“You ordered soju?” Albert asks.  

“No gamja-tang is complete without it.”  

“Johnny is religious about his food and drink,” Albert says.  For now, he is the high priest.

Johnny pours me a shot.  “One shot it,” he says to me.

“Naw I’m good,” I reply.  My vision is starting to pick up TV static.

“What?  No, you take that shot.  You are 1981, right?  I’m 1979.  That makes me your hyung.  Now drink up.”

The stew is now bubbling.  “I’m good,” I say while looking directly at Johnny.

“Are you a man or a mouse?”

“I said,” my voice is loud but shaky.  I slam the shot glass with all its content onto the floor.  I scream, “I’m good!!”  The room grows quickly silent and I feel the stares of everyone in the room.  I see the TV static grow with more noise.  And I feel it start to swallow me up.

I open my eyes to the sunlight invading the room.  I quickly sense the unfamiliar surroundings.  I try to remember my last memory but I am obstructed by a pounding headache.  I sit up and look around.  I’m on a sofa in a worn but tidy home.  I still have on the clothes from yesterday.  

“Hello?” I call out.  I hear a toilet flush.  Then running water.  A door opens and walks out Johnny.

He looks at me and says, “Good morning, how are you feeling?”

“Not great.  How did I get here?”

“You don’t remember, huh?”  Johnny pours a glass of water and hands it to me.  “What do you remember last?”

Suddenly I recall the scene I caused at the restaurant.  I look down at my feet, suddenly embarrassed.  “Hey, at the restaurant, whatever happened I don’t think I was quite myself and I, uh…”

Johnny chuckles.  “Don’t worry about that.  We hashed it out yesterday.”

“We did?”  I gaze up at Johnny.  “And what happened after that?”

“Well, you turned into an animal after that!”


“Yeah man.  After we hashed things out.  You decided you wanted more company and you started talking to a group of girls sitting at the table next to us.  We eventually combined tables with them.”

“No I didn’t.”

“Yeah you did.  And then after eating you decided you weren’t done for the night so we went to an afterclub.”

“Stop messing with me.”

“No I’m serious.  You were hitting on a couple girls there.  Check your phone, I’m pretty sure you got a couple of numbers.”

I pull out my phone and see that there are 3 numbers that I dialed that I don’t recognize.  “And then what?”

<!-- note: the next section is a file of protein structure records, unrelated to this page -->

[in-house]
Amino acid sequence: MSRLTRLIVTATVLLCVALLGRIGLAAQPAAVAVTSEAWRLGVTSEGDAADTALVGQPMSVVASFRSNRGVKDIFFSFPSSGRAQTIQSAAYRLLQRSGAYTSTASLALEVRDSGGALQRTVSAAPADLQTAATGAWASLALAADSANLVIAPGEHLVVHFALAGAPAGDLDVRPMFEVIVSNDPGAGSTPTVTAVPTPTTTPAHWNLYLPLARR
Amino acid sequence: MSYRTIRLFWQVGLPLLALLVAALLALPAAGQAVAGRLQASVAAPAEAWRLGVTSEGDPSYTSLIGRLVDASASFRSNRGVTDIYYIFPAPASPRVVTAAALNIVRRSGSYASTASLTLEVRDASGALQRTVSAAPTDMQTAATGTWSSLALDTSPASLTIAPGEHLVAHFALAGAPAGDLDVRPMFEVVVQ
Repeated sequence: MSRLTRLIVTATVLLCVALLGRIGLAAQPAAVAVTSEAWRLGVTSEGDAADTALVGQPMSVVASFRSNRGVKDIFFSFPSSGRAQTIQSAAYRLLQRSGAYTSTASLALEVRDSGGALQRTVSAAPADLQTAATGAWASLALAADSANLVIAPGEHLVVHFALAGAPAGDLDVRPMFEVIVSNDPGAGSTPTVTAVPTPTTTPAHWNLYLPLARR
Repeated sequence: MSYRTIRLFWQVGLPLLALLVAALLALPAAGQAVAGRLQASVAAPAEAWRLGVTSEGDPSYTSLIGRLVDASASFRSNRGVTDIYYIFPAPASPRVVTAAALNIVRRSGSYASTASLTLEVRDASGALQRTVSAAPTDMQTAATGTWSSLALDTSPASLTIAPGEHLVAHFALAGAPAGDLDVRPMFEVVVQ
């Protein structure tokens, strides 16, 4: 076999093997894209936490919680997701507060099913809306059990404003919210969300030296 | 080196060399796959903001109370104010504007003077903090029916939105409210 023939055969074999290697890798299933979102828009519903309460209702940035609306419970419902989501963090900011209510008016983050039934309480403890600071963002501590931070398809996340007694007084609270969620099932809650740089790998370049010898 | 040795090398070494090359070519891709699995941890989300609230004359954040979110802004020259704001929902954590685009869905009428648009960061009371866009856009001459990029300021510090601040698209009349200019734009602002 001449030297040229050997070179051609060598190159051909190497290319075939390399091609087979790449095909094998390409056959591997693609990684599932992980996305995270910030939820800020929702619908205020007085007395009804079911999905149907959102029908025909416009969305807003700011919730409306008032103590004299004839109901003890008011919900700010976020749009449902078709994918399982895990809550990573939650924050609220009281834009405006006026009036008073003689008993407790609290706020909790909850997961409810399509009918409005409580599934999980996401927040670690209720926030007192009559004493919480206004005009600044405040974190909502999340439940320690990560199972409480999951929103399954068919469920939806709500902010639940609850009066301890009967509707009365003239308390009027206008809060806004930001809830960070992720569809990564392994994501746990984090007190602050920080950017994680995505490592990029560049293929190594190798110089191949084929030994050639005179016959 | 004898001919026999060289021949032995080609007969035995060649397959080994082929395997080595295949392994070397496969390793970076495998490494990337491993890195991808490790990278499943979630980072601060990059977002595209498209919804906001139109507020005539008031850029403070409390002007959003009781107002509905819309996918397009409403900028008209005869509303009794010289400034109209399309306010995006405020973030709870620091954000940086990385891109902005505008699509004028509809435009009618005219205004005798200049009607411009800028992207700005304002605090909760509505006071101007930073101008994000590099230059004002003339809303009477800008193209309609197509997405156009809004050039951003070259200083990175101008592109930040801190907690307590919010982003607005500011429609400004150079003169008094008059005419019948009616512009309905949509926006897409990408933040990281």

“Well the afterclub kind of emptied out after a bit and when we went outside you weren’t in the best condition.  You could barely walk straight.  We tried to put you in a cab but you couldn’t tell us where you lived and Albert didn’t know either.  So we all cabbed it to my place which was nearby and brought you here.”

“Hey man, I really appreciate it.”

“It’s cool.  It was a fun night.”

“Well, I wish I remembered the fun parts.”  I look at the time.  It is almost 1pm.  “Hey, I better get home,” I say to Johnny.

“You going to be ok?”

“I should be able to manage.”  I put out my hand.  “Thanks for letting me stay and putting up with me last night.”

Johnny shakes my hand.  “Anytime. Go get some rest.”

I get up and slip on my shoes.  I make my way outside.  I start walking along a small street that seems poised to meet a larger one.  I reach a 2-way street and see a taxi coming towards me.  I hail it and get in.

Shin-chon station,” I say to the taxi driver.  He nods affirmatively and starts driving.

My phone vibrates.  I check to see a text message from Albert: “Heard from Johnny you’re alive haha”.

I send an emoticon of a face puking.

He sends another message: “This girl from last night and her friend want to hang next Sat.  Johnny said he’ll be there.  It’ll be us 3 and them 2.  You game?”

The cab brakes to a stop at a red light.  Peering out the window I notice a stray cat perched upon a public bench, undaunted by the streams of couples strolling precariously close by on this sunny afternoon.

I send a reply to my friend: “Count me in”.


Numbers” is a short story contributed by guest writer Milton Noh.

Love in the Big City

Beastie Boys